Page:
Remembering the life of Pat Dillon

The life of Pat Dillon, 1922-2016


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PAT Dillon was born on 17th September 1922 to Bessie and Frank Dillon, then manager of the Alpha district station, Surbiton, and on November 8 this year.

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Pat Dillon, photographed in 1998.

Pat Dillon, photographed in 1998.

PAT Dillon was born on 17th September 1922 to Bessie and Frank Dillon, then manager of the Alpha district station, Surbiton, and on November 8 this year. 

In 1933, he attended the Rockhampton Grammar School with his older brother Bob.  Both bothers left school at the end of the year and returned to Surbiton full-time as their father was very unwell. 

At 21, Pat assumed management of Surbiton for his father’s estate and with his wife and eldest son bought Surbiton in the mid eighties.

Pat’s keenest interest beyond family was without doubt, racing. 

He participated in the Sport of Kings as a breeder, an owner, and an administrator with excellent knowledge of both laws and ethics of the sport. 

He served on the Central Queensland Racing Authority from about 1978 to 1990 and for many years as President of the Alpha Jockey Club.  He was a Trustee of the racecourse land until his death.

Pat stood many metropolitan-winning Thoroughbred stallions at Surbiton including Yukon, from which he bred Yukon River, winner of more than 30 races including two Queensland Cups.  

Kanieri was Pat’s best-performed horse, winning the 1953 Townsville Cup in record time. In 2009, Kylie’s Star was Pat’s last winner.  

Pat loved livestock and had an excellent eye for quality in stock horses, cattle, and sheep.  He bred Shorthorn cattle up until the mid sixties, when he crossed them with Santa Gertrudis to reduce the impact of ticks. 

Surbiton prime bullocks were renowned by buyers of prime stock for their quality.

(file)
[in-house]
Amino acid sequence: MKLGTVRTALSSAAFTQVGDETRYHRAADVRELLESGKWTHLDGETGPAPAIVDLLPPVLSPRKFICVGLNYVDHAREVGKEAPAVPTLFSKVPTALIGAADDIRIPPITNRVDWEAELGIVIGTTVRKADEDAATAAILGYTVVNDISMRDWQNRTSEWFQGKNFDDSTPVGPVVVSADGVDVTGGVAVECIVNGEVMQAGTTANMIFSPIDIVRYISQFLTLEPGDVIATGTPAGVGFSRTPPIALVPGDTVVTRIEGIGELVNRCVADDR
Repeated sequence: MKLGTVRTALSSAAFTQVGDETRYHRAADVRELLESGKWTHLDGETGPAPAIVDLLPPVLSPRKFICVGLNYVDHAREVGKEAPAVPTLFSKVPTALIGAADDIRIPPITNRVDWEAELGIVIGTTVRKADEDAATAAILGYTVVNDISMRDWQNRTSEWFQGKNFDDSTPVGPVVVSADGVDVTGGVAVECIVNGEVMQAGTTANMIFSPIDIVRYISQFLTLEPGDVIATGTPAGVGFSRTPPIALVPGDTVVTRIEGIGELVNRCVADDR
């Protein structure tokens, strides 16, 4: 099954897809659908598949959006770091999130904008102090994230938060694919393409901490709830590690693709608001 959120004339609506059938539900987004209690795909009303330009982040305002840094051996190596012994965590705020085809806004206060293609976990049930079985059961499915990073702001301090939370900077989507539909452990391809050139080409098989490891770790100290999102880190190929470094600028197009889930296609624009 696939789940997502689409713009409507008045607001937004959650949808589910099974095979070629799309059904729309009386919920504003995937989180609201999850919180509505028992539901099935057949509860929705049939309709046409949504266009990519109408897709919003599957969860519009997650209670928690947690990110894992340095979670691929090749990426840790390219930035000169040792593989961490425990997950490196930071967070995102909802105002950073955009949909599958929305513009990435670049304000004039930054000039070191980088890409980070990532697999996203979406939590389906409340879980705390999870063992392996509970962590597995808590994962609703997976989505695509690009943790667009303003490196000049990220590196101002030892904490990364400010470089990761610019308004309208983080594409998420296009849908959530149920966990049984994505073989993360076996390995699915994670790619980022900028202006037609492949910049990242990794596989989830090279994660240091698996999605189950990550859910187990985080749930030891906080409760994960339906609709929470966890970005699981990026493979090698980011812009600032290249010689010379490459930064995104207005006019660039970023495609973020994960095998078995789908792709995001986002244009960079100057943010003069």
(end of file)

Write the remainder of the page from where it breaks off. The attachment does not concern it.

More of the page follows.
Under Pat’s leadership, Surbiton carried commercial Merino sheep until about 1975, when after a series of wet years, spear grass became too great a problem. 

But he continued to stock smaller flocks including British breeds for meat production.  

As a manager of land, Pat will be remembered as having a very light tread, stocking his country conservatively and spelling routinely. 

He understood ecology before he knew the word, and had a deep and abiding love of land.  

Pat served the general community in local government, serving three terms from 1976 to 1985 on the Jericho Shire Council during the chairmanship of Steve Hack and Eddie Hoch.

Surbiton is a rainfall recording station for the Bureau of Meteorology of very long standing. 

No doubt this requirement to record rainfall for posterity helped Pat to develop an almost encyclopaedic knowledge of rainfall and its patterns along the Belyando River and Companion Creek. 

His memory of flood patterns and heights has been instrumental in saving stock, property, and in some cases, possibly lives.

Though it’s eighteen years since he and Denise left Surbiton, in the district he continues to be held in the highest esteem even by newcomers who don’t personally know him. 

In 1948, Pat married Denise McAuliffe, from Stagmount near Aramac and had seven children, Jack (deceased 2008), Eileen, Mary, Patrick, Kate, Claire, and Ken. 

Twelve grandchildren and eight great-grandchildren complete the family. 

In 1998, Pat and Denise retired to Rockhampton. 

In February this year, they moved to McAuley Place.  Surrounded by his family, Pat died on 8th November after a short illness. 

His funeral at St Joseph’s Cathedral in Rockhampton on 17th November was attended by many of his former employees as a mark of their respect for his leadership, his many friends, and his large family.

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